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Experts say Oregon woman killed in 1948 may have been buried with someone else's head
BY ANDREW WALTERS SVN REPORTER firstname.lastname@example.org
OREGON - The mysterious killing of Mary Jane Reed took another unusual turn Wednesday.
Mike Arians, a former mayor of Oregon, called a news conference in which he announced the skull buried with Reed in 1948 may not be hers.
The 17-year-old Oregon girl and her companion, Stanley Skridla, were shot to death on June 25, 1948. Their bodies were found along separate country roads near Oregon, and their killings have not been solved.
Arians and Reed's brother, Warren Reed, of Rock Falls, have spent years trying to solve the whodunit.
In 2005, they won a court order allowing them to exhume her remains for an autopsy to determine if any clues could be found. Her body was re-interred that day, minus the skull, some vertebrae and a femur that were examined by the State Police Crime Lab before being returned to Warren Reed. They revealed no new clues, then-Sheriff Mel Messer said.
Despite the lack of evidence turned up by the exhumation, an Ogle County Sheriff's Department investigation, run by Capt. Rich Wilkinson, was said to have developed some new leads. According to Messer, two people, now dead, were identified as persons of interest. A judge ruled that their names not be released.
Monday, Arians received a report from an independent team of forensic anthropologists who examined those part. It stated there is doubt that the skull and vertebra are from the same person.
Arians demonstrated how the second vertebra does not seem to match up. The first vertebra fits snugly into the cranium, but the second vertebra does not fit into the first.
"We have never before encountered such a non-articulation in skeletal vertebra assembly," Linda Klepinger, the forensic anthropologist and University of Illinois professor who studied the remains stated in her report.
"There is no obvious explanation for this impossible articulation other than that (the first vertebra) and the (second vertebra) do not belong to the same individual," she stated.
The first vertebra and the skull are from one woman, while the second through seventh vertebra are from another woman of a similar age, she concluded.
Arians believes the skull is likely too small to be Mary Jane's. He came to that conclusion by examining old photographs and comparing them with measurements taken from the exhumed skull.
"I felt possibly it was not her skull. Heights and widths and the eyes did not match," Arians said.
Ogle County Sheriff Greg Beitel is not so sure.
"I don't know what happened in 1948, and I don't know what happened between 1948 and 2005," Beitel said. "We conducted as thorough an investigation as we could (in 2005)."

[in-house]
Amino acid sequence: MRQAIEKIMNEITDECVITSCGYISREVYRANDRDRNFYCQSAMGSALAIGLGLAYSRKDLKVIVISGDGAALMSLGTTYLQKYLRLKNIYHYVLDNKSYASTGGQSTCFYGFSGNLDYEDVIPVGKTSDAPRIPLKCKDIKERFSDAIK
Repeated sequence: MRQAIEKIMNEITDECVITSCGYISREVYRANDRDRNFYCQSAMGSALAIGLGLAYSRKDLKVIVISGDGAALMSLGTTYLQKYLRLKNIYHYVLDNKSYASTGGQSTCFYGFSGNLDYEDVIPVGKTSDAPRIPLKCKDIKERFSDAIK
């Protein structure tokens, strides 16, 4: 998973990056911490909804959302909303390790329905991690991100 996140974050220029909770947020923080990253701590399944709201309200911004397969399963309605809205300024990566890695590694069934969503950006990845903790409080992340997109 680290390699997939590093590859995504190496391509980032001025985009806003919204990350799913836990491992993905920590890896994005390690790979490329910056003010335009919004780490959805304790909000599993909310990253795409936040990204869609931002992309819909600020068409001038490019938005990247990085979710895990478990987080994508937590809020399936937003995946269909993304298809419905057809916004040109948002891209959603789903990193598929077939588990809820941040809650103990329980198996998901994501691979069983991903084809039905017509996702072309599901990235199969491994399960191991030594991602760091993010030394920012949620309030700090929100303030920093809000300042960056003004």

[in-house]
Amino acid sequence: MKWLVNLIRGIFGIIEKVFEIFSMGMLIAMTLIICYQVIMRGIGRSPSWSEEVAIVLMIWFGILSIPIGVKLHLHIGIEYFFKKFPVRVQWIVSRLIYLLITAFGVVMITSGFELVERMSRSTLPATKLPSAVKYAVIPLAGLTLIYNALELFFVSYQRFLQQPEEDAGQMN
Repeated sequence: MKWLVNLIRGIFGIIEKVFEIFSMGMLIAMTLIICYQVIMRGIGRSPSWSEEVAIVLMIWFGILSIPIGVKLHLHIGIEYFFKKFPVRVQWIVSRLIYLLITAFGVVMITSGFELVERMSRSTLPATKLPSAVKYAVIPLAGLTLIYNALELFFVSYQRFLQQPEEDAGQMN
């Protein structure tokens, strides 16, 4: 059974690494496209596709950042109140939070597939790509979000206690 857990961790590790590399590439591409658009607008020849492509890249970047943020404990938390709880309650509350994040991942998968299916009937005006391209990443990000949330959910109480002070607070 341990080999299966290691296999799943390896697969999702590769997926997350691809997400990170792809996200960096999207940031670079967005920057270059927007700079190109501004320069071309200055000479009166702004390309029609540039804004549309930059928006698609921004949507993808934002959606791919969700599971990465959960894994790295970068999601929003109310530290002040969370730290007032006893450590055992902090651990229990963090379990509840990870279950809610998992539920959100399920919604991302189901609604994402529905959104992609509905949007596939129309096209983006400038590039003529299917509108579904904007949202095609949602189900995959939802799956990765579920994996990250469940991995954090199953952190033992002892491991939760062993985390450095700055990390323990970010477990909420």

Beitel also questioned the validity of the findings.
"I would imagine we could go out and find another anthropologist that would reach different conclusions," he said.
He did confirm that when the corpse was exhumed in 2005, the casket was intact, so any if there was any chicanery, it likely would have taken place before her burial.
Arians said his next step will be to contact the FBI to see if they will consider conducting an investigation.
"I would welcome an independent investigation," Beitel said.
Although he refused to give names, Arians said he believes there are at least three people still living who could provide information about what exactly happened to Mary Jane and Skridla - a person who assisted the 1948 autopsy, the mortician and a person who was near the scene of her murder when it happened.
Other oddities have turned up, Arians and reed said. The initial police report indicates that Mary Jane was shot in the back of the head with a 32-caliber bullet, yet the skull Reed appears to have been shot through the left nostril with the bullet exiting through the back of the head.
The only existing photographs of the crime scene show her body obscured by underbrush; her head is not visible and it is impossible to tell whether it was still attached to the body.
The only family member to see her body after she was murdered was Reed's sister-in-law, Lucille Janssen, who identified the body simply by being shown a hand with Mary Jane's mother's wedding ring on it, Reed said. The rest of the body was covered at the time.
"That is the only thing they showed her. We don't know why," said Reed, who now wears that ring, recovered when the body was exhumed.
He said he remains committed to learning everything he can about his sister's murder. Solving the mystery was a deathbed request his mother made many years ago.
"Mother said do me a favor and find out who killed your sister. I said I would try," Reed said.
Reach Andrew Walters at (815) 625-3600 or (800) 798-4085, ext. 522.
Reach Andrew Walters at (815) 284-2222 or (800) 798-4085, ext. 522.